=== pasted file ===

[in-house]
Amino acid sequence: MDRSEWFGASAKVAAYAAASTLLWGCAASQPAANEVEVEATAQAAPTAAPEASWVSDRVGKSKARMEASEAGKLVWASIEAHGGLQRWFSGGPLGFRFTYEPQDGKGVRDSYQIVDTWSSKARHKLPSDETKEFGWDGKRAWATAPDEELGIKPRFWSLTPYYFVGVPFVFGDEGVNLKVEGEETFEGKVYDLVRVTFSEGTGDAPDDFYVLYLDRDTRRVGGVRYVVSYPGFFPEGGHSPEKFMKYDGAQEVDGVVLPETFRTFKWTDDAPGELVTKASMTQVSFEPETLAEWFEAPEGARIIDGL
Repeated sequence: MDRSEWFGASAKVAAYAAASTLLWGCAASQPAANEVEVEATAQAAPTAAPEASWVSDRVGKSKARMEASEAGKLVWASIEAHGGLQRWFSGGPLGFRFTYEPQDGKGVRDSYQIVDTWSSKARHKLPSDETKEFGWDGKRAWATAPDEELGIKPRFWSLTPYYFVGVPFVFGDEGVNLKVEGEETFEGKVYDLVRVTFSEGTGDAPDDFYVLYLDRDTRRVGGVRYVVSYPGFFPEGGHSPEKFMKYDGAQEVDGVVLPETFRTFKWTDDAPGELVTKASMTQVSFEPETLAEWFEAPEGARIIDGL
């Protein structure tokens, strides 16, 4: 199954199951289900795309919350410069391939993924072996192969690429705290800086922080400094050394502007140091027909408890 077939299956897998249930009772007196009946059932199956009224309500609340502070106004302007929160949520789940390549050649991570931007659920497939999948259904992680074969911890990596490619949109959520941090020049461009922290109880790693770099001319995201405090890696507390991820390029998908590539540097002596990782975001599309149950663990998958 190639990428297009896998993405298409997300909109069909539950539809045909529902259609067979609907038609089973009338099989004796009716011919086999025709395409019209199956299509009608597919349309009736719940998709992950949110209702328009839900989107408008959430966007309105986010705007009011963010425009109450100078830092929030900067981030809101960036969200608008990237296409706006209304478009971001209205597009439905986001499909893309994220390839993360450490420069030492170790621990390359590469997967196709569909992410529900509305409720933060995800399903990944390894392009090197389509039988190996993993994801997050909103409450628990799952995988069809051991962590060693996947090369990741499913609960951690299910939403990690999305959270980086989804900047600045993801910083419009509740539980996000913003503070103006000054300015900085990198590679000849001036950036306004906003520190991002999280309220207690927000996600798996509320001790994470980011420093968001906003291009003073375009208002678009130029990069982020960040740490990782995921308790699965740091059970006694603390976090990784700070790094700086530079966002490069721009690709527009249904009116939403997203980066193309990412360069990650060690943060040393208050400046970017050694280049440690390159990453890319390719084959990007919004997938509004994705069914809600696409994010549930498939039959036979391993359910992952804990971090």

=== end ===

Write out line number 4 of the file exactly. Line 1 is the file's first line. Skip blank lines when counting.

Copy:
């Protein structure tokens, strides 16, 4: 199954199951289900795309919350410069391939993924072996192969690429705290800086922080400094050394502007140091027909408890 077939299956897998249930009772007196009946059932199956009224309500609340502070106004302007929160949520789940390549050649991570931007659920497939999948259904992680074969911890990596490619949109959520941090020049461009922290109880790693770099001319995201405090890696507390991820390029998908590539540097002596990782975001599309149950663990998958 190639990428297009896998993405298409997300909109069909539950539809045909529902259609067979609907038609089973009338099989004796009716011919086999025709395409019209199956299509009608597919349309009736719940998709992950949110209702328009839900989107408008959430966007309105986010705007009011963010425009109450100078830092929030900067981030809101960036969200608008990237296409706006209304478009971001209205597009439905986001499909893309994220390839993360450490420069030492170790621990390359590469997967196709569909992410529900509305409720933060995800399903990944390894392009090197389509039988190996993993994801997050909103409450628990799952995988069809051991962590060693996947090369990741499913609960951690299910939403990690999305959270980086989804900047600045993801910083419009509740539980996000913003503070103006000054300015900085990198590679000849001036950036306004906003520190991002999280309220207690927000996600798996509320001790994470980011420093968001906003291009003073375009208002678009130029990069982020960040740490990782995921308790699965740091059970006694603390976090990784700070790094700086530079966002490069721009690709527009249904009116939403997203980066193309990412360069990650060690943060040393208050400046970017050694280049440690390159990453890319390719084959990007919004997938509004994705069914809600696409994010549930498939039959036979391993359910992952804990971090």